So without even realizing it, I made things harder than they needed to be.
For example, I once wrote a series of marketing emails for a client, all intended to sell the same product. In the first email, I’d written a list of bullet points outlining the features and benefits of the product.
The client loved the bullet points.
But instead of copy and pasting them every time we needed to list out the product’s features, I did something crazy: I rewrote the entire list of bullet points a different way each time.
It really makes no sense.
The client liked the bullet points I had. And they were good.
Reusing them would have been smart.
But my subconscious mind told me, “No pain, no gain.”
Once I smartened up I noticed you’ll gain tons more if you don’t feel the necessity to always feel pain.
Your clients will gain more too because you won’t be so busy reinventing the wheel and you’ll get tons more finished them within the same amount of your time.
4. Taking note of experts
In my first year on Upwork, I spent tons of your time hanging calls at online forums, trying to find out the way to achieve success.
Mostly what I learned was a painful lesson.
Just because someone’s written 7,632 messages during a forum doesn’t mean the skills to succeed. And it sure as hell doesn’t mean they’re curious about helping you succeed.
Actually the people that spend the foremost time “helping” others in online forums are usually the smallest amount successful. (Why does one think they need time to take a seat there and post messages all day?)
And tons of them attempt to steer you within the wrong direction by actively discouraging you or deliberately supplying you with bad advice.
Here are two examples. confine mind both of the messages below were in response to someone who specifically wanted help succeeding on Upwork:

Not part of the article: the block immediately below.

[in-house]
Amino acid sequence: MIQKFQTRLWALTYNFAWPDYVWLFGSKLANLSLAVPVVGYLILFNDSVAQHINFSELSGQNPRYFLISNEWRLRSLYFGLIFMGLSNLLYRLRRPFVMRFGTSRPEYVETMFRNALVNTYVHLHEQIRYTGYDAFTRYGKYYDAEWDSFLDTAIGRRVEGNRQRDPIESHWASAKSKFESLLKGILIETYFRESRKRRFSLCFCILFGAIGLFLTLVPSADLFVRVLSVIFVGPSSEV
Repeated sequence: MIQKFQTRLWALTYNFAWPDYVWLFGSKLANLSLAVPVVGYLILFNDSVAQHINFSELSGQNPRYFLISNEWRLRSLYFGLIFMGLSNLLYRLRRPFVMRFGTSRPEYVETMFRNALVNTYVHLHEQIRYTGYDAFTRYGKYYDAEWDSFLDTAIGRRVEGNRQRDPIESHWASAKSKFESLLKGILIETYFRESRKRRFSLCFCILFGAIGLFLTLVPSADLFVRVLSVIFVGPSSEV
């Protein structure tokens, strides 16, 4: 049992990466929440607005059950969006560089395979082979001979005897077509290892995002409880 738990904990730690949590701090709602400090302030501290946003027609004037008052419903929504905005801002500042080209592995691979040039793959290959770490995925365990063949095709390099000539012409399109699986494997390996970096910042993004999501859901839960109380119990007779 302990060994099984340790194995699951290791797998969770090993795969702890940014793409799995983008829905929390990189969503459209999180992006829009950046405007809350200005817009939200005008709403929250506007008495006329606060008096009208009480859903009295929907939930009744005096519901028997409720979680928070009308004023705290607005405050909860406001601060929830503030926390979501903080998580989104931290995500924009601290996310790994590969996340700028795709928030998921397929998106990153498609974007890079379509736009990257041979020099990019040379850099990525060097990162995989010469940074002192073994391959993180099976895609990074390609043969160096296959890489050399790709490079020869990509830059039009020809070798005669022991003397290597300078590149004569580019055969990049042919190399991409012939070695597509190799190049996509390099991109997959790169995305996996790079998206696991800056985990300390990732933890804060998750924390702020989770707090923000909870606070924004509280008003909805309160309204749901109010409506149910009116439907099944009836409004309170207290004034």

Dear Old Pros: Freelancing degrees do not exist With friends like this, who needs enemies?
Do you think either of those messages is meant to assist you? Or to discourage/sabotage you?
(Hint: I’ve talked with thousands of successful Upwork freelancers, and not one among them has told me the key to their success was taking college classes. What the hell is college, anyway?)
5. Not understanding how clients believe money
Upwork clients have a particular way of brooding about money that isn’t obvious to most of the people.
The first time I got paid $50/hr on Upwork, I thought, this must be some quite fluke. Why would anyone pay me this much to write down some simple emails and blog posts for them?
Well, there are plenty of excellent reasons clients are happy to pay that much. But I couldn’t see them because I used to be projecting my very own money issues onto clients, rather than seeing it from their perspective.
Here’s a story to point out you what I mean.
Last week my wife and that I visited Lowe’s and purchased 2 chairs for $200. Before we paid, I asked the salesperson if the shop could assemble the chairs and deliver them to our house.
He scrunched his nose and began to shake his head like he was getting to say no, on the other hand, he surprised me by saying, “Well, we could…but it’d be a further $75.” I could see from his visual communication that he couldn’t imagine anyone paying the $75 just to save lots of an hour or two.
Did you notice his mistake? He was doing the calculation from his perspective, not mine.
For me, 2 hours of my time is worth quite $75. I might have easily paid double that.
In almost every situation I can consider, clients can (and will) pay quite you almost certainly think. The trick is to line your price from their perspective, not yours.
Now you tell me
I’d like to hear about your experience on Upwork. have you ever made any mistakes you’ve learned from?
Please share it within the comments so we will all learn from one another.
If you’re fresh and don’t have any experience yet, let me know which of the mistakes during this post surprised you the foremost. By talking about it you’ll be 10x more likely to avoid it.